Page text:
Andrea loves to design and plan events. She especially loves small events, garden parties, and weddings.
Curating Your Bridal Party and Guest List
Weddings are full of decadence, lots of stress, and cake. One of the things you’ll realize is that your friends fall into certain camps. It’s likely that before you get engaged you’ll have a good idea of who you want to invite to your big day. Fair warning: There is a good chance you’ll readjust expectations about friends and family based on how they attend your wedding or even deny your invitation.
This article is here to help you understand the tiers of friends that you have. It will make your life easier when you can understand who are the VIPs in your life vs. someone who just sells you hotdogs. (The spectrum of friends can be more nuanced than that and harder for you to make a call on whether they should be invited or not.)
Why is this important? You need to know who are your non-negotiables when it comes to the guest invite list. You have a certain wedding size, so you can’t invite 1,000 Facebook friends, unless you somehow have secured a massive-sized venue.
You also don’t want to waste your time sending out invitations to the wrong people. Why waste time sending an invitation to someone if you know they don’t care about you that much? Really, think about it. Do you need to send a wedding invitation to your ex?
It’s also important to know the closeness of your friends, so you can decide on seating arrangements and who gets to be in the bridal party.
Also, the way people treat your wedding will make it apparent which people care about you and your future. People who make the right impression at this very important time in your life should be: on your Christmas card list, people you’d let crash at your house, or people you’d invite to other important events, like baby showers or fun vacation adventures with you and your spouse/family/friendship core.
Tier 1: The People Who Matter Most
This is your most important tier of friends. Classify this as your close family and best friends. These are people who would be there for you no matter what. These are the people who really care about you. They’ll be great guests, they’ll bring gifts, and they won’t bring you any grief.
The people in this tier will make up your bridal party and are VIP guests. What are VIP guests? They’re not celebrities — they’re people that you really care about but don’t have room for in your bridal party. Hint: You don’t need 12 bridesmaids. In all honesty, the smaller the bridal party, the better. A smaller bridal party means less extra work you’ll have to do.
Tier 1 could be the only people you invite. You’ll actually offend fewer people if they know you had a small wedding and kept things simple rather than if you had a GIANT wedding and skipped inviting them for whatever reason.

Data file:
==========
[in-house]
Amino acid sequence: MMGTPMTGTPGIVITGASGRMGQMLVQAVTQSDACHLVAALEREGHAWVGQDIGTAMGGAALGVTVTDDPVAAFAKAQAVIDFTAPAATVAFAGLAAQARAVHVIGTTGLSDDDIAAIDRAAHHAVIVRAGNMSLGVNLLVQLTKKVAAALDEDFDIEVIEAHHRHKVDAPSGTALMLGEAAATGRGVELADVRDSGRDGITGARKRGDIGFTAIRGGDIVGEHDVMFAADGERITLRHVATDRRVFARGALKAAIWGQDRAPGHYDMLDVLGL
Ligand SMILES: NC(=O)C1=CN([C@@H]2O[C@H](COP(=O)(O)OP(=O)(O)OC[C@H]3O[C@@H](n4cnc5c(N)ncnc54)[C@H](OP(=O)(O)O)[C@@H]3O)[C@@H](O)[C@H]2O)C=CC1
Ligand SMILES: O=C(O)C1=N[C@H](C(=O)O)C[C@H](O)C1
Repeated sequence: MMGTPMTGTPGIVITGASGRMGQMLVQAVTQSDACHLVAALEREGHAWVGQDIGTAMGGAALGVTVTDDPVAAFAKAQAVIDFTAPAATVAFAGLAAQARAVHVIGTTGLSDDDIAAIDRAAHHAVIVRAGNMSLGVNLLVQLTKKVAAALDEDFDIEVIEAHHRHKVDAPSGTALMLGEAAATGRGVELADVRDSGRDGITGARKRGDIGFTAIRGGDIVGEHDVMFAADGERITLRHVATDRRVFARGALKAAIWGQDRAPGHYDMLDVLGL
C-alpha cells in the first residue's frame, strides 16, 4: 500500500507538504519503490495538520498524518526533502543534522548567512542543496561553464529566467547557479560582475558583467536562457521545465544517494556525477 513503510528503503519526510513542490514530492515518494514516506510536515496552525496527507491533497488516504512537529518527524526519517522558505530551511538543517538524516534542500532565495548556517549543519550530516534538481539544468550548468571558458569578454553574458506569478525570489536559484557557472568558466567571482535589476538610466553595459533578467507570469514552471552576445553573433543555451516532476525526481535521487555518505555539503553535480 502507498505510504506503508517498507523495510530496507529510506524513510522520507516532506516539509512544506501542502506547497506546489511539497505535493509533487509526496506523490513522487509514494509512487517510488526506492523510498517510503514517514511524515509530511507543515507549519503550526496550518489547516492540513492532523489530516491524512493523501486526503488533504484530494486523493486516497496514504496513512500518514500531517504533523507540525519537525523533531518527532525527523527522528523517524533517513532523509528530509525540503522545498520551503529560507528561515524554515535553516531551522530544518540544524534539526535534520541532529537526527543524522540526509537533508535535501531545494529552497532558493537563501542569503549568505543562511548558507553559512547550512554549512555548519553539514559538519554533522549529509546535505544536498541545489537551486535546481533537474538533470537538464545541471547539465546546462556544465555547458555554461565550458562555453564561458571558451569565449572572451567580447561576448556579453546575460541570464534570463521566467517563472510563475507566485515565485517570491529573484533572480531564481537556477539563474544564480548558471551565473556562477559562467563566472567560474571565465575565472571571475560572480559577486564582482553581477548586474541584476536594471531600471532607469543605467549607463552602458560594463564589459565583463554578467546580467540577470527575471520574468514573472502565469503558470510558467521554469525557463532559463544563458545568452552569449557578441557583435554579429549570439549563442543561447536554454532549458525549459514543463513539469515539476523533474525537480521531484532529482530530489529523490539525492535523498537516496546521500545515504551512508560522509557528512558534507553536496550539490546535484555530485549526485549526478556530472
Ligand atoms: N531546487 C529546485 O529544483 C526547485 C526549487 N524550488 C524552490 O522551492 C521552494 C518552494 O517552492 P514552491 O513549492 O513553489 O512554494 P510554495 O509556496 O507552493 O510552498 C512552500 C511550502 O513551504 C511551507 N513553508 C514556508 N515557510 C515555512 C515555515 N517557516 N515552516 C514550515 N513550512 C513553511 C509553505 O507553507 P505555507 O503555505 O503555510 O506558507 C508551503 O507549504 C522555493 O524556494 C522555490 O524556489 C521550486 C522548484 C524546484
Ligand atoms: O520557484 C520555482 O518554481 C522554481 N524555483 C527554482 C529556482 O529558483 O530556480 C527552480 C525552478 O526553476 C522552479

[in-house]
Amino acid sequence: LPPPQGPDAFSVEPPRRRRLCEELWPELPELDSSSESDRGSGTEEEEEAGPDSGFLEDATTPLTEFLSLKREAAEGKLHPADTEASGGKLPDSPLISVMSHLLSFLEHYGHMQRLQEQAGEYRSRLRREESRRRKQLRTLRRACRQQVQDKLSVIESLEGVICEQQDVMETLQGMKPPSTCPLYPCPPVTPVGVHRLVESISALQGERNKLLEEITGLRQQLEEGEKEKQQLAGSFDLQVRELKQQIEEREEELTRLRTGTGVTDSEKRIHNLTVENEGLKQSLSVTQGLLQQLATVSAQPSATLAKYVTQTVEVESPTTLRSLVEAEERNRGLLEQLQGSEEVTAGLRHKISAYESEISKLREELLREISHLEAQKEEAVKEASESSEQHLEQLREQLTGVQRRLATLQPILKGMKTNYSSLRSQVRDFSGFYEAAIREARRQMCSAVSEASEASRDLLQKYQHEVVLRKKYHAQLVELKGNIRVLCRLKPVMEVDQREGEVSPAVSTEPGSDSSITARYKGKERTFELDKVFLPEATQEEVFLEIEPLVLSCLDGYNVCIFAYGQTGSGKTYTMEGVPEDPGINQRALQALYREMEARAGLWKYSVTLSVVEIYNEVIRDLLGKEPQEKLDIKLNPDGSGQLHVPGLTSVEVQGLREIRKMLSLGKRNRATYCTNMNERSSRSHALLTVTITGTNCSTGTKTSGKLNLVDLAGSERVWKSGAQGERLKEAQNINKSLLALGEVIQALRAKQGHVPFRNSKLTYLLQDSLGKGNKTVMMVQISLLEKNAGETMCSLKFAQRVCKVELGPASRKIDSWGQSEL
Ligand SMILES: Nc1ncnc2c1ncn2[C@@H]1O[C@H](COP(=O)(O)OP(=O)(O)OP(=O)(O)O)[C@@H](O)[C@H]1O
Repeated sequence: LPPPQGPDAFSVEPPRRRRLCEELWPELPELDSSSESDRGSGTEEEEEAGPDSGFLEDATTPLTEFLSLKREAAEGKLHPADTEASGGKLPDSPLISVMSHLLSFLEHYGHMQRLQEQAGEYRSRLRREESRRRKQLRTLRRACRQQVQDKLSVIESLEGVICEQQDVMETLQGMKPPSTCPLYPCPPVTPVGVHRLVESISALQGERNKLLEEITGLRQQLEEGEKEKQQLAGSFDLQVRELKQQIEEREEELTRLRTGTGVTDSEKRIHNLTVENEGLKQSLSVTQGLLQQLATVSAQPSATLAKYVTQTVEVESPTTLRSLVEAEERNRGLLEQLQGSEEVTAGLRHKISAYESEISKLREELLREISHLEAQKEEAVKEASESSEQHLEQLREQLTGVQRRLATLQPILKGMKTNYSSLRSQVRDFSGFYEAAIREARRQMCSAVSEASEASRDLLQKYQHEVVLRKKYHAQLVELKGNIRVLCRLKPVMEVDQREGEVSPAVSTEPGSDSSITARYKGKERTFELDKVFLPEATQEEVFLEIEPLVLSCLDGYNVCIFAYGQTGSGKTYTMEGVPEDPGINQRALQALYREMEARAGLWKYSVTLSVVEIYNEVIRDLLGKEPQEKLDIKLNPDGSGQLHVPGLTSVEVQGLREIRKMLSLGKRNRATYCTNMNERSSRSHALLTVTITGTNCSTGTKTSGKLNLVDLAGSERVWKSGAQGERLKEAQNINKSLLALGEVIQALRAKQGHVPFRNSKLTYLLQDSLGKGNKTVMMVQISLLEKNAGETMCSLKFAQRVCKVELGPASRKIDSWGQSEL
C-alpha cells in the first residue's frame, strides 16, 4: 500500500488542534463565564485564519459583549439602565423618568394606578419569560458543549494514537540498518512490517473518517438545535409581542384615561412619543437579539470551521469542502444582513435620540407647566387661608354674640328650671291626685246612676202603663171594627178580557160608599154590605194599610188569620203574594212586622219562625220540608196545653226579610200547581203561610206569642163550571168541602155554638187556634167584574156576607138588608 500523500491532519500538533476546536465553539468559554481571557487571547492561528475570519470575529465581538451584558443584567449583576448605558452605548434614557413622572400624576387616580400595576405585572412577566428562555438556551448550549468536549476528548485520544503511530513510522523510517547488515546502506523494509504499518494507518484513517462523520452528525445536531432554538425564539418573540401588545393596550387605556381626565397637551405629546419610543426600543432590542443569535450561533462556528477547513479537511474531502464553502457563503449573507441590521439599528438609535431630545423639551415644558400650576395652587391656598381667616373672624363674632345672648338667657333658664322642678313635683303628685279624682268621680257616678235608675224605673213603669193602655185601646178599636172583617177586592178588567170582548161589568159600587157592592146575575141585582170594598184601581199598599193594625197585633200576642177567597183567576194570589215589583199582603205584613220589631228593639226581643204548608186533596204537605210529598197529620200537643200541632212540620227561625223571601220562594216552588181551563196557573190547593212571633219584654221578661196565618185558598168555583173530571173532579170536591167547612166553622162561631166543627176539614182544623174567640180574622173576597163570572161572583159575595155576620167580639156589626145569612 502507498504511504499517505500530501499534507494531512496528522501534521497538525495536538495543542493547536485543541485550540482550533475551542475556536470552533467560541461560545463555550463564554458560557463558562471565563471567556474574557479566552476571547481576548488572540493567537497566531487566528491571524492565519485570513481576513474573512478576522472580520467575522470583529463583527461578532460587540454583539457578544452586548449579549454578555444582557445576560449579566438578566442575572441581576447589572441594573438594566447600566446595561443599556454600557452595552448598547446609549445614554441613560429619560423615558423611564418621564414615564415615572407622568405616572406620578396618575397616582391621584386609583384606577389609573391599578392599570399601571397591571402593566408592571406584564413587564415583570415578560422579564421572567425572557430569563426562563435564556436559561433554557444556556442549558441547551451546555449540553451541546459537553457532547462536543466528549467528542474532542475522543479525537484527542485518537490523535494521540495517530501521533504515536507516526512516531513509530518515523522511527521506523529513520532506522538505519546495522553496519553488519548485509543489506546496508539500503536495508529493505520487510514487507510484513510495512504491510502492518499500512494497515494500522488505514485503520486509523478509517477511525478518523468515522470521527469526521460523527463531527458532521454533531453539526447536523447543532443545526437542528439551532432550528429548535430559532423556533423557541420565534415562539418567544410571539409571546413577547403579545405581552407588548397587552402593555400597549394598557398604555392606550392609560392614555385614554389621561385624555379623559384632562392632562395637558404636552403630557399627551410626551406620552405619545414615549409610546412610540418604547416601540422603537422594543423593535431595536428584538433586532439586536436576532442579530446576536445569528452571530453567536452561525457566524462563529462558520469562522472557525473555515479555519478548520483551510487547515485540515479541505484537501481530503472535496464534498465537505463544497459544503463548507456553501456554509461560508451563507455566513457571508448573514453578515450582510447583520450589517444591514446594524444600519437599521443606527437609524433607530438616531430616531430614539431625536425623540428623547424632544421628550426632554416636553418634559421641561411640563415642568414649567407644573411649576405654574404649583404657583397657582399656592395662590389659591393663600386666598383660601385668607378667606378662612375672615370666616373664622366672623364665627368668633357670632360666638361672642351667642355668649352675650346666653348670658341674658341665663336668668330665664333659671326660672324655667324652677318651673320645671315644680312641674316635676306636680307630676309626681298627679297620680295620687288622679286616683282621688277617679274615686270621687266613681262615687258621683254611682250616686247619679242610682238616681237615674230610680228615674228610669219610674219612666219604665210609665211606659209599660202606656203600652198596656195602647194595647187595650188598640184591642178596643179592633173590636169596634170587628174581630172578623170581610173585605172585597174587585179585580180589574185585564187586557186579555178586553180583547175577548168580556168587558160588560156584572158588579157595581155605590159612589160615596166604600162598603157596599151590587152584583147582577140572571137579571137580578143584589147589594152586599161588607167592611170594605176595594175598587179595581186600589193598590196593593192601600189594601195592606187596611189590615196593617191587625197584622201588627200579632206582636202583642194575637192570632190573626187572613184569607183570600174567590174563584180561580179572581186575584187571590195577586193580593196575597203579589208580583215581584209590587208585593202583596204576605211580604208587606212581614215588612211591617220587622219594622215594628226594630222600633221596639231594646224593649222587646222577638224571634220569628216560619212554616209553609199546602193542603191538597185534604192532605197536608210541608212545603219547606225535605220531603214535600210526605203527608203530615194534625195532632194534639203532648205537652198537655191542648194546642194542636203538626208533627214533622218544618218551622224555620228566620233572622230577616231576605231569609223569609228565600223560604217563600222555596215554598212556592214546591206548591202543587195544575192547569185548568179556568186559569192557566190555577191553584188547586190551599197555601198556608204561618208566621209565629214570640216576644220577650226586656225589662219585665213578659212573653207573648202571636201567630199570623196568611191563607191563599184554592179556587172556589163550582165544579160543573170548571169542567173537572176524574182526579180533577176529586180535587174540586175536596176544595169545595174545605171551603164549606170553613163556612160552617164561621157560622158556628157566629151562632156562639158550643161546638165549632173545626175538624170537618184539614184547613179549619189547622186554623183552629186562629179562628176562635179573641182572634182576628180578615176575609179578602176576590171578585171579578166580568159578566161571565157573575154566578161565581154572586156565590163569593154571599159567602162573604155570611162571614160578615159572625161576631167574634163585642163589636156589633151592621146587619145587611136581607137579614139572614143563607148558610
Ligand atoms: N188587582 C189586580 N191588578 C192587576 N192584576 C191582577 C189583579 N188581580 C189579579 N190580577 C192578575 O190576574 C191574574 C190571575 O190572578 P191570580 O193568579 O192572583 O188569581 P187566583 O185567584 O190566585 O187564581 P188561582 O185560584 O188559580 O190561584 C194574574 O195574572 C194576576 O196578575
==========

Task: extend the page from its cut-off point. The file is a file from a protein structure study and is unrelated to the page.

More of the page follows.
Your top tier includes:
- Bridal attendants
- VIP guests
Tier 2: Friends You Love, But Are Not Super Close
You might have some friends who you really love and you connect really well with them, but you wouldn’t say they’re your top friends. They’re great people, you have no problem with them, but they’re not exactly someone who you spend a lot of time with.
Tier 2 includes friends who you’ve just made, friends who you see on a semi-regular to an annual basis, and friends who you’ve had since childhood but rarely talk to. These could be great college friends, but they’ve moved away, and you don’t really stay in touch that much.
These friends will most likely not be taking a big role in your wedding. They’re there for the party, which is probably great for them. It’s great to be a guest who can be more of a spectator and doesn’t have lots of expectations put on them. They can wear what they want rather than having to worry about a bridal attendant outfit.
A large portion of your wedding party will likely be made up of Tier 2 friends. Don’t make them feel like they’re second tier, just know they’re not going to be in your tightest inner circle the day of your wedding.
Tier 3: Distant Relatives
If you have a big extended family, there are probably a lot of people you don’t really know very well. Your immediate family will more than likely be in Tier 1, of course, there are exceptions. Some people have an unpleasant immediate family.
Your extended family doesn’t necessarily have to be at your wedding; however, you might not know how much they really care about you. Because this group often goes to each other’s weddings, you’ll get good gifts from them and money. It’s a good idea to invite the larger family squad. They’ll see your wedding as a reunion. They’re hopefully supportive but not overbearing, like your parents might be.